The Forum noted that Mr Ian Travis had previously submitted a similar question, and this had been addressed in the response above provided by the Director of Education.

In response to a question concerning the SEND Review in 2017 and the need to reduce spending on out-of-borough placements, the Director of Education, confirmed that this remained a key area of priority.  There was an acknowledgement of the need to increase in-borough capacity for both mainstream and specialist places in future years.  However, the 17% year-on-year increase in EHCPs coupled with incredible increases in complexity was leading to placements which could not be made within the Borough.

The Director of Education highlighted that the LA received very little in terms of Basic Need resource each year and this inhibited the ability of the LA to invest in either mainstream or specialist provision.  The LA continually looked at other ways to seek to make this investment including use of development contributions coming through the system such as the Community Infrastructure Levy, but the challenge remained when adequate capital monies were not received.

In response to a question from the Chairman, the Head of CEF Finance confirmed that at the end of 2021/22 it was anticipated that the deficit would have increased, and the LA was working to limit the impact as far as possible.  The Forum noted that unprecedented demands and pressures remained in the High Needs Block and the expectation of the DfE was that the deficit was recovered.  It was noted that Bromley was not alone in finding itself in this position and there were other LAs in far worse situations, with Bromley being one of the last LAs in London to reach a deficit position.  The coming months and years would undoubtedly be difficult as there was no short-term fix.  The Director of Education confirmed that there was a very real risk that the £4m deficit worsened before it improved.  There was a need to look at a number of mitigating actions before the DfE required a deficit recovery plan to be put in place.  The LA were having to look at future sustainability and the need for the Special Free School was clear.  Another real risk to future sustainability was around the inadequacies of the current statutory framework around SEN and in particular tribunals and appeals.  These were leading all too often to high-cost placements being required and implemented by a tribunal judgement.  The Forum noted that the promised national SEND Review had been repeatedly delayed but until there was a significant shift in the national position resulting in systemic change, the pressures for all LAs would continue.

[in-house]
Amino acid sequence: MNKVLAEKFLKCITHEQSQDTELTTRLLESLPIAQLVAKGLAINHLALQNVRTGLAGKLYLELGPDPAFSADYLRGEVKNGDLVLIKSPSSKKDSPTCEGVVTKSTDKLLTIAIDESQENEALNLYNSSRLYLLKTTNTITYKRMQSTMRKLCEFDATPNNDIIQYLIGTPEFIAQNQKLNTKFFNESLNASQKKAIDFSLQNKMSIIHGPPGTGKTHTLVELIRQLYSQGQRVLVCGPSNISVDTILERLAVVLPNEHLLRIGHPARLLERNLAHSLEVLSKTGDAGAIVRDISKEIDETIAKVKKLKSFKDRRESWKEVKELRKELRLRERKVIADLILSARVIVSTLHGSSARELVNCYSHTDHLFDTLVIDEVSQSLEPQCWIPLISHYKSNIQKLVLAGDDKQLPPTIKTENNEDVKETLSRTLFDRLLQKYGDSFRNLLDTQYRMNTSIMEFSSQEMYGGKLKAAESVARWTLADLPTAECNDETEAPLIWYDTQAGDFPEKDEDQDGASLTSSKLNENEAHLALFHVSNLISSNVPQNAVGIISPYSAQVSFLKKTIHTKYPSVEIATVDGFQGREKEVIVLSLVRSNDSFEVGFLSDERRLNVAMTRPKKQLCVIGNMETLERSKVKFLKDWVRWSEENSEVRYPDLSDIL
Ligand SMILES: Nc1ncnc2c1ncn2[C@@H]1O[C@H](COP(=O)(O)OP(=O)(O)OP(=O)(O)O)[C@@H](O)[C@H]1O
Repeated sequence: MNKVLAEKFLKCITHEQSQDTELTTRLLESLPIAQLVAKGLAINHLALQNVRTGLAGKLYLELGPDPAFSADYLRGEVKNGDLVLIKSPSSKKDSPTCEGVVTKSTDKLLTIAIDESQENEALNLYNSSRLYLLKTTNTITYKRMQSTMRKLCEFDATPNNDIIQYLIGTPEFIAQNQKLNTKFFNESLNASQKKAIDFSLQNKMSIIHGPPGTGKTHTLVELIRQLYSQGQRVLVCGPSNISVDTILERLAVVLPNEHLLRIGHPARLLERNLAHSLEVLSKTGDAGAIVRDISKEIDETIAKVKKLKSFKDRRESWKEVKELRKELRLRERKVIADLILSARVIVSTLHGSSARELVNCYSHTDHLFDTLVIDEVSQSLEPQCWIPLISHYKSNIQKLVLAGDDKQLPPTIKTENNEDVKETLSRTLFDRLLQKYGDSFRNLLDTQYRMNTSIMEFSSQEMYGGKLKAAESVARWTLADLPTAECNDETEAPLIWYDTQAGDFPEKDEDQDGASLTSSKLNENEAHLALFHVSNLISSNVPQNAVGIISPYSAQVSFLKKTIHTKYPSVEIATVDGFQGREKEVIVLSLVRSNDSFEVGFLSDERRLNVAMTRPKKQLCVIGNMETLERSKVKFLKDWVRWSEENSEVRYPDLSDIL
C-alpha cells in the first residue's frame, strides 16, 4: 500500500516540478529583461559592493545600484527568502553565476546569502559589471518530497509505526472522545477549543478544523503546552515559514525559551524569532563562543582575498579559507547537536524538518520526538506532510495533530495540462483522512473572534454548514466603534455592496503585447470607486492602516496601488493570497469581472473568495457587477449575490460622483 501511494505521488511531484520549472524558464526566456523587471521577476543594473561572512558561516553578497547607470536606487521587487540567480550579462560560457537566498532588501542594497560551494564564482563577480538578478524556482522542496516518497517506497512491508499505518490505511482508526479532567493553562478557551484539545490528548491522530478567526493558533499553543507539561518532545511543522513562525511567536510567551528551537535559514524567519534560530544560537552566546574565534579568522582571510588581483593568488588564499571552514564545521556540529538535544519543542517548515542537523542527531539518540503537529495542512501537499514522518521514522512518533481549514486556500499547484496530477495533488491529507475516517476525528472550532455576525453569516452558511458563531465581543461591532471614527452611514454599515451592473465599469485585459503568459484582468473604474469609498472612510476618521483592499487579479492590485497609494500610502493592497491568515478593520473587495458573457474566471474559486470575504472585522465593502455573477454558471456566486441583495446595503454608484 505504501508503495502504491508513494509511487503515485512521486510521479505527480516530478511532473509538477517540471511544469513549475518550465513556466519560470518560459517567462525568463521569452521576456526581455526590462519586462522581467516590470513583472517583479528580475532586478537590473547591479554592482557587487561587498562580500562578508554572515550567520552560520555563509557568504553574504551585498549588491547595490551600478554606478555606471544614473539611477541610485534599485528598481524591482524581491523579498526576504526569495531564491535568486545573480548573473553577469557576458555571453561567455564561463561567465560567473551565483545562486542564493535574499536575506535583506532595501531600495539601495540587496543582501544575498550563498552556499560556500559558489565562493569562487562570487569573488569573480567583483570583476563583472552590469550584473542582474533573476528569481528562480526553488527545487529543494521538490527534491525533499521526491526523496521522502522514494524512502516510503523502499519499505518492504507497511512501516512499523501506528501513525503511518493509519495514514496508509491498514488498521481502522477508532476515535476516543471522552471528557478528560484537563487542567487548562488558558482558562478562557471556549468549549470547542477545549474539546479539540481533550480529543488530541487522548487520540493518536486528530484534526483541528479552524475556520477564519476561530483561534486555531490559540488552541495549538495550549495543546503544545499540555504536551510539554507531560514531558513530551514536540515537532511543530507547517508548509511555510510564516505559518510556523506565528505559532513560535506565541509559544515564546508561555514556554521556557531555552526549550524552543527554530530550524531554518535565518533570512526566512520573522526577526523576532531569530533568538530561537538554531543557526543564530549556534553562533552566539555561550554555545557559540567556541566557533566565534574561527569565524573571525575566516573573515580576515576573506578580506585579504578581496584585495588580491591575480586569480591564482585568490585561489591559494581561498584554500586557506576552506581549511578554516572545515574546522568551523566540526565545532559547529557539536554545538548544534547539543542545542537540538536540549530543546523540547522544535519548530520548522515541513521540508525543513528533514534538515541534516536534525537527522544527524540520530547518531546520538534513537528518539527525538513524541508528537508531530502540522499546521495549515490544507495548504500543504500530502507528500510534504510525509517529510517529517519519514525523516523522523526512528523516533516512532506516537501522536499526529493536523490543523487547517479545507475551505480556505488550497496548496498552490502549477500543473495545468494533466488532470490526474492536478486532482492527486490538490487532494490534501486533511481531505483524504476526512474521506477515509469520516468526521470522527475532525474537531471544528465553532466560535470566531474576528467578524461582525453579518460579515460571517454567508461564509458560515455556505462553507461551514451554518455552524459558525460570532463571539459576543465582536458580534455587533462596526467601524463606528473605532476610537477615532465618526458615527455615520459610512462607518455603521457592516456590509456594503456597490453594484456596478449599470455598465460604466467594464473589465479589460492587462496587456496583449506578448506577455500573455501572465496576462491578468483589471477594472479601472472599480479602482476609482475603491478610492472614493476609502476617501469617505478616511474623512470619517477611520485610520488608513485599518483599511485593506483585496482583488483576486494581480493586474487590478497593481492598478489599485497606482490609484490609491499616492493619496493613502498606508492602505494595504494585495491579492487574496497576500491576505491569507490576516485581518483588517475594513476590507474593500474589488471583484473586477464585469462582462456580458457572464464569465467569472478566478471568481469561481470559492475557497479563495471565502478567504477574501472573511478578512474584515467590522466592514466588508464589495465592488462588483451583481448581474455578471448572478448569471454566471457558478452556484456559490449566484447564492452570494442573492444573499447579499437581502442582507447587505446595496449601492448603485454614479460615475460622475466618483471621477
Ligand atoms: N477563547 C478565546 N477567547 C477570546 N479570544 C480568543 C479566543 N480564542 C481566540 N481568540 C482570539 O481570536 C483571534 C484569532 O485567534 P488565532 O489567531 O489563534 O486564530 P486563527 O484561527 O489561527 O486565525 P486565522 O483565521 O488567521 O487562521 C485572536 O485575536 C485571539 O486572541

RESOLVED: That the report be noted.